You shouldn't concern yourself too much about when a certificate is renewed regarding to its expiration. First because as explained above you might see "one" certificate on "one" box while in fact there are already thousands existing for the given hostname. I think I remember there was a Firefox extension way in the past, probably called Cert Patrol that watches the certificates but allowed you to put rules to bypass changes if the CA was not changing or for specific sites known to change too often. Second because theoretically certificates could have a far smaller validity period (and history shows this is always shrinking), and technically things would work the same way if certificates used for HTTPS expired in a few weeks instead of few months or even a few days. The certificate is used at the beginning to assert the identity of the site, but is not needed anymore later in the TLS exchange, once the initial handshake is completed.

To illustrate, in other areas, like SSH access secured by certificates, you can have certificates having as little as 5 minutes as valid period, and it is as designed and working fine. Seeing each time different certificates is not a problem.

As for

Their issuer is not changing, so it's clearly still them. Are they just extra paranoid or something?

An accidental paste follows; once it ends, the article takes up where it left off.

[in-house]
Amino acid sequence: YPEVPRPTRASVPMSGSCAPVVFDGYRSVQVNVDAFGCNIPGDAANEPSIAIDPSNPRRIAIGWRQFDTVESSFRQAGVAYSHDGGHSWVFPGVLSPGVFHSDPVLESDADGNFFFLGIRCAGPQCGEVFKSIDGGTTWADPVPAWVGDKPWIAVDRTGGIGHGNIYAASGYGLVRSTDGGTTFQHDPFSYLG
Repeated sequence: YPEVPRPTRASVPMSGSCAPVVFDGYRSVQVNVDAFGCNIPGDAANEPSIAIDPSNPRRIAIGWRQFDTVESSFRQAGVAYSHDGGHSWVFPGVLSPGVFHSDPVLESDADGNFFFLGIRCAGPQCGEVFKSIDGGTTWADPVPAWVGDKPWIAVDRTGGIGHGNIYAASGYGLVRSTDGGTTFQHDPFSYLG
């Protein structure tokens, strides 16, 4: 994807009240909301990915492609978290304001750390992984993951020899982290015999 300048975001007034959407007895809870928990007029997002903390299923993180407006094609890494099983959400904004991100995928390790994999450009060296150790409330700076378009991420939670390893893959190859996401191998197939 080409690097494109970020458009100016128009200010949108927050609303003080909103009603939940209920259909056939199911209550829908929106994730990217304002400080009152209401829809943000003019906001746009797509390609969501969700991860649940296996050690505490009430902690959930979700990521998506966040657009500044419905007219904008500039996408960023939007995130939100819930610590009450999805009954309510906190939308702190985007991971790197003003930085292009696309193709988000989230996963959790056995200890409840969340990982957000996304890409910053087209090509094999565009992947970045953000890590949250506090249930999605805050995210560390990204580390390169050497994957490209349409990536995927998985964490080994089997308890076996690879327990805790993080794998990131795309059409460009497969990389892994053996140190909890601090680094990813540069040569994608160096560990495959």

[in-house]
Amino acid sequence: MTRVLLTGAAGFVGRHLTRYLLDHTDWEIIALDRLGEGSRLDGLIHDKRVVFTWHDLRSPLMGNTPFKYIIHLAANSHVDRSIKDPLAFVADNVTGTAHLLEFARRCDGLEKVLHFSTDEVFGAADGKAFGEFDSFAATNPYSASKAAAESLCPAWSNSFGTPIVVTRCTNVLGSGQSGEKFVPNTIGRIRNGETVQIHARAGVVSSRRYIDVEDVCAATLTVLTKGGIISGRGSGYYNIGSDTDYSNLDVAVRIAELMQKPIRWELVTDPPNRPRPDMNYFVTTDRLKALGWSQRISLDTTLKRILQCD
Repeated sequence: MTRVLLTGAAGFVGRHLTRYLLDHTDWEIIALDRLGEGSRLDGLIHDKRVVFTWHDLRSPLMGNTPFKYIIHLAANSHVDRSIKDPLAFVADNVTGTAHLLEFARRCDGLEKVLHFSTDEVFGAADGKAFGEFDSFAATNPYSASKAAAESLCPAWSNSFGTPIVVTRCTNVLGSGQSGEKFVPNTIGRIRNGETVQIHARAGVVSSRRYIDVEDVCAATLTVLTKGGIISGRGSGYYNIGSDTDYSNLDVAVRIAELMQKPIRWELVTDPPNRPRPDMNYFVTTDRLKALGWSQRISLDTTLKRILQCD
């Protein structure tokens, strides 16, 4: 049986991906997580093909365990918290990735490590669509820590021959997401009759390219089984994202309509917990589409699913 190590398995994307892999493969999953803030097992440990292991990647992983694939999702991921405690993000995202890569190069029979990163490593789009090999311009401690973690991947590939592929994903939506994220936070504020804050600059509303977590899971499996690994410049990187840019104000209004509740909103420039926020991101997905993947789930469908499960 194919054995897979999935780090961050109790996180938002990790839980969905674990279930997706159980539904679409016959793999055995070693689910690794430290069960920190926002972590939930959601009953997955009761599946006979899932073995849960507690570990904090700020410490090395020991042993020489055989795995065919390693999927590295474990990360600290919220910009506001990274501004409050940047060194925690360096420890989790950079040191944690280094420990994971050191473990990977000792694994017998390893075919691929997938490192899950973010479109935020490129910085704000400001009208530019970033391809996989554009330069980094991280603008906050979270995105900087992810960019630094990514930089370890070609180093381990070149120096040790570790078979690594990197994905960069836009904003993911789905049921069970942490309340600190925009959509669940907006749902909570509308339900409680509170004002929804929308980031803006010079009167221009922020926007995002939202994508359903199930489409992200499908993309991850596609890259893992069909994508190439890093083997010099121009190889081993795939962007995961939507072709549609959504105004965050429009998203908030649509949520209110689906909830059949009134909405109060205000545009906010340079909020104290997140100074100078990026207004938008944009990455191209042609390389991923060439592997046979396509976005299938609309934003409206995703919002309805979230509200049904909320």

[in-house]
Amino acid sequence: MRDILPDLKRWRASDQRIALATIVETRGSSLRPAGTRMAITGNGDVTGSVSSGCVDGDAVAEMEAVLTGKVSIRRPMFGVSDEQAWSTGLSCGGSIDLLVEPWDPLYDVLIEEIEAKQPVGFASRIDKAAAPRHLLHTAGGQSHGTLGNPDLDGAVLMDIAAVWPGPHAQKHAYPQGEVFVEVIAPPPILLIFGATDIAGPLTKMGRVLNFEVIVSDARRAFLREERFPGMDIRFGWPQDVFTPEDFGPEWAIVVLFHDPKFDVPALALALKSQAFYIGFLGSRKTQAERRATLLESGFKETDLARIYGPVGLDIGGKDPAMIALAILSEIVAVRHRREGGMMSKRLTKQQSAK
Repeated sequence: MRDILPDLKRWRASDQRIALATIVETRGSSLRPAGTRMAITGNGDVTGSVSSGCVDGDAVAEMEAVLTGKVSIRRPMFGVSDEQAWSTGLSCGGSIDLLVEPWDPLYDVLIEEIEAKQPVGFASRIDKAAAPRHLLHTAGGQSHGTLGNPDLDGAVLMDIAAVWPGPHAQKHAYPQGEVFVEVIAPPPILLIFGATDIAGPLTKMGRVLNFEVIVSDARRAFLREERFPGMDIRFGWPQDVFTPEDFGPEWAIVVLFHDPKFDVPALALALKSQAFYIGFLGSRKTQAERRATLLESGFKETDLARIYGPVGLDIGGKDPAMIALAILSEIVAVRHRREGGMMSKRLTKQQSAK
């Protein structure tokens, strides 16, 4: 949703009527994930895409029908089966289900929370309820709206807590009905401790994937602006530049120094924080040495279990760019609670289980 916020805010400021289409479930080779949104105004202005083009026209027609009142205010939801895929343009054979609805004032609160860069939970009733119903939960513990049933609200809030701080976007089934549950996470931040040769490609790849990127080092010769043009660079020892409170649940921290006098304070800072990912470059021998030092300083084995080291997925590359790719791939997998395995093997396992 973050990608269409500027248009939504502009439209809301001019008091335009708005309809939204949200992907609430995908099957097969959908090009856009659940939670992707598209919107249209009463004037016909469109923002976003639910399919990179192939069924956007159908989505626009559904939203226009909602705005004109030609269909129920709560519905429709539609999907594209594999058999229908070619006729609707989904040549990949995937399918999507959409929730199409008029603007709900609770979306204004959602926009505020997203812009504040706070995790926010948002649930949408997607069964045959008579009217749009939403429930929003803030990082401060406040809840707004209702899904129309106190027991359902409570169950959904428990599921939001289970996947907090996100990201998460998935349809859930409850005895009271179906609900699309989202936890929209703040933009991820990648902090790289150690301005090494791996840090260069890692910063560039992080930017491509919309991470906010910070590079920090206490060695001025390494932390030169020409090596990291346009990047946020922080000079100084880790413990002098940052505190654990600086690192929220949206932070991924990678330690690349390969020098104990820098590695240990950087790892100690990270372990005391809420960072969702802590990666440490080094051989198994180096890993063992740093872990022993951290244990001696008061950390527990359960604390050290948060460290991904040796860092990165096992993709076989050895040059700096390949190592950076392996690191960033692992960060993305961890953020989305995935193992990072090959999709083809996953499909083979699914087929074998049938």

You are missing one key point in your analysis. A certificate is mostly a glorified public key: a public key plus some metadata including start/end dates and the signature of the CA over all of these.

When you renew a certificate, in fact you don't renew it (you can't extend/change an existing certificate, it is not like a domain name), you generate a new one that will replace existing one. But now the question is: when generating the new one, do you reuse the same public key? There are pros and cons in each case. Let's Encrypt for example by default uses a new public key but then if you want to use DANE with TLSA records in the DNS it means you need to change those too... or instead re-use the same public key for the new certificate.

If you are extra paranoid you would probably change the public key each time, otherwise your attack surface is bigger (more crypto materials signed/encrypted by the same key). So if you see certificates changing, you would need to look also if the underlying public key is changing too, or not.